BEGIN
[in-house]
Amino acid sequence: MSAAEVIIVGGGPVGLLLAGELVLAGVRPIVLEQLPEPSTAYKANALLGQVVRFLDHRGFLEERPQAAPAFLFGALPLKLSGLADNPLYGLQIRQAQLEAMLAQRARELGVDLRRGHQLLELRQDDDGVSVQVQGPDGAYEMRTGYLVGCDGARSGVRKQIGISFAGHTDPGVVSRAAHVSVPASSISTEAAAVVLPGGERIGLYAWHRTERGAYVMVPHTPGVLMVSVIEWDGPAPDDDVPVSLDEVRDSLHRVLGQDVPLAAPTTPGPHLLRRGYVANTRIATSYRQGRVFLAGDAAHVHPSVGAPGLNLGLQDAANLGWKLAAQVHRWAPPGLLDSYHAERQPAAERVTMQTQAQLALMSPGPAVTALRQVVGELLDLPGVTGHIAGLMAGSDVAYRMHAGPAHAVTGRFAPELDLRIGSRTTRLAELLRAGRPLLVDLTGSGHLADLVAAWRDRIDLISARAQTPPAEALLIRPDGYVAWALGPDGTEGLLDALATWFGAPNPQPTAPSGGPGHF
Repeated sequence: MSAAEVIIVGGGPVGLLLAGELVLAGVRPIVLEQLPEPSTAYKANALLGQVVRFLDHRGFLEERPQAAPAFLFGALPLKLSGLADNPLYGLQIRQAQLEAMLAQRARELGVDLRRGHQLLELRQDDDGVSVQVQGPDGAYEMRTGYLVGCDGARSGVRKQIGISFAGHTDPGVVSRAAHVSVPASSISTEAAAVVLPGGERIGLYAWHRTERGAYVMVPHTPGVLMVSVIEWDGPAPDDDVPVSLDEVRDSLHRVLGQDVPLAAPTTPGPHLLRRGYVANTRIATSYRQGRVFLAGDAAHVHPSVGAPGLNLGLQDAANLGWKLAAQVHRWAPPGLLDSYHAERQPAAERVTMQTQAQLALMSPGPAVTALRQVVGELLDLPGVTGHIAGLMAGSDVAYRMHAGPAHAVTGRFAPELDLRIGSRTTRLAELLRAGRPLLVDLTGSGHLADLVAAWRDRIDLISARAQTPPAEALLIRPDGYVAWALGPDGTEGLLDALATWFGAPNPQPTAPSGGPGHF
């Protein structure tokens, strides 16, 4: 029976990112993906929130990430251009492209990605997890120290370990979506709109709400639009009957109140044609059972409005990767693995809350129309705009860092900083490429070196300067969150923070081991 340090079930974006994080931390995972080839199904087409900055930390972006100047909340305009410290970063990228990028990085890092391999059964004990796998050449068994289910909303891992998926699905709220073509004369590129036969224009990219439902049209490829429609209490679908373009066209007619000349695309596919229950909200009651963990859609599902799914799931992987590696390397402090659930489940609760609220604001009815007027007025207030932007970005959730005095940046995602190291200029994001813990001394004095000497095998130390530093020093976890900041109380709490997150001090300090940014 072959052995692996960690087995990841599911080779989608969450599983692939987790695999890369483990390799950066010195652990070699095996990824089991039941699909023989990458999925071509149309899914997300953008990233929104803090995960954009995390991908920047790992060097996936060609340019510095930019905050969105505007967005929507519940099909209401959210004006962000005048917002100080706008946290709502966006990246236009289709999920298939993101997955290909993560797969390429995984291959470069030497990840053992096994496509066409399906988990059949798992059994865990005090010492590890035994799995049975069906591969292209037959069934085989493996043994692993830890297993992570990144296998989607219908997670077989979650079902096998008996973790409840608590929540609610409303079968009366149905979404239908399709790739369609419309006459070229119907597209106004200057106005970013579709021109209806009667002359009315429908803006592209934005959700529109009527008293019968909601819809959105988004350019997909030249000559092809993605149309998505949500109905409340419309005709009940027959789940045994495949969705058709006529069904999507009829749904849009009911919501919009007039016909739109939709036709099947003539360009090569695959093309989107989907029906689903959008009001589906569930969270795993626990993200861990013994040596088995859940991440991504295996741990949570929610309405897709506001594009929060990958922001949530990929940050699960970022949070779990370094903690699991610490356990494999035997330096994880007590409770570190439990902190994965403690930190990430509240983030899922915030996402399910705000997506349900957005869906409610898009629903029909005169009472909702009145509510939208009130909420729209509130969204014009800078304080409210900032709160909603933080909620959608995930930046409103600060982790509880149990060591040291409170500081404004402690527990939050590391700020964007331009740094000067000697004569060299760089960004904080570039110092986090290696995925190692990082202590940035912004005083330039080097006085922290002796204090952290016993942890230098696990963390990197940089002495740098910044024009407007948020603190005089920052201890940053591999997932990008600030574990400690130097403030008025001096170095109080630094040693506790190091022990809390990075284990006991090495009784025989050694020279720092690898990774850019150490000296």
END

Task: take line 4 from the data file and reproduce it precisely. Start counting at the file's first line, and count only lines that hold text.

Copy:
């Protein structure tokens, strides 16, 4: 029976990112993906929130990430251009492209990605997890120290370990979506709109709400639009009957109140044609059972409005990767693995809350129309705009860092900083490429070196300067969150923070081991 340090079930974006994080931390995972080839199904087409900055930390972006100047909340305009410290970063990228990028990085890092391999059964004990796998050449068994289910909303891992998926699905709220073509004369590129036969224009990219439902049209490829429609209490679908373009066209007619000349695309596919229950909200009651963990859609599902799914799931992987590696390397402090659930489940609760609220604001009815007027007025207030932007970005959730005095940046995602190291200029994001813990001394004095000497095998130390530093020093976890900041109380709490997150001090300090940014 072959052995692996960690087995990841599911080779989608969450599983692939987790695999890369483990390799950066010195652990070699095996990824089991039941699909023989990458999925071509149309899914997300953008990233929104803090995960954009995390991908920047790992060097996936060609340019510095930019905050969105505007967005929507519940099909209401959210004006962000005048917002100080706008946290709502966006990246236009289709999920298939993101997955290909993560797969390429995984291959470069030497990840053992096994496509066409399906988990059949798992059994865990005090010492590890035994799995049975069906591969292209037959069934085989493996043994692993830890297993992570990144296998989607219908997670077989979650079902096998008996973790409840608590929540609610409303079968009366149905979404239908399709790739369609419309006459070229119907597209106004200057106005970013579709021109209806009667002359009315429908803006592209934005959700529109009527008293019968909601819809959105988004350019997909030249000559092809993605149309998505949500109905409340419309005709009940027959789940045994495949969705058709006529069904999507009829749904849009009911919501919009007039016909739109939709036709099947003539360009090569695959093309989107989907029906689903959008009001589906569930969270795993626990993200861990013994040596088995859940991440991504295996741990949570929610309405897709506001594009929060990958922001949530990929940050699960970022949070779990370094903690699991610490356990494999035997330096994880007590409770570190439990902190994965403690930190990430509240983030899922915030996402399910705000997506349900957005869906409610898009629903029909005169009472909702009145509510939208009130909420729209509130969204014009800078304080409210900032709160909603933080909620959608995930930046409103600060982790509880149990060591040291409170500081404004402690527990939050590391700020964007331009740094000067000697004569060299760089960004904080570039110092986090290696995925190692990082202590940035912004005083330039080097006085922290002796204090952290016993942890230098696990963390990197940089002495740098910044024009407007948020603190005089920052201890940053591999997932990008600030574990400690130097403030008025001096170095109080630094040693506790190091022990809390990075284990006991090495009784025989050694020279720092690898990774850019150490000296």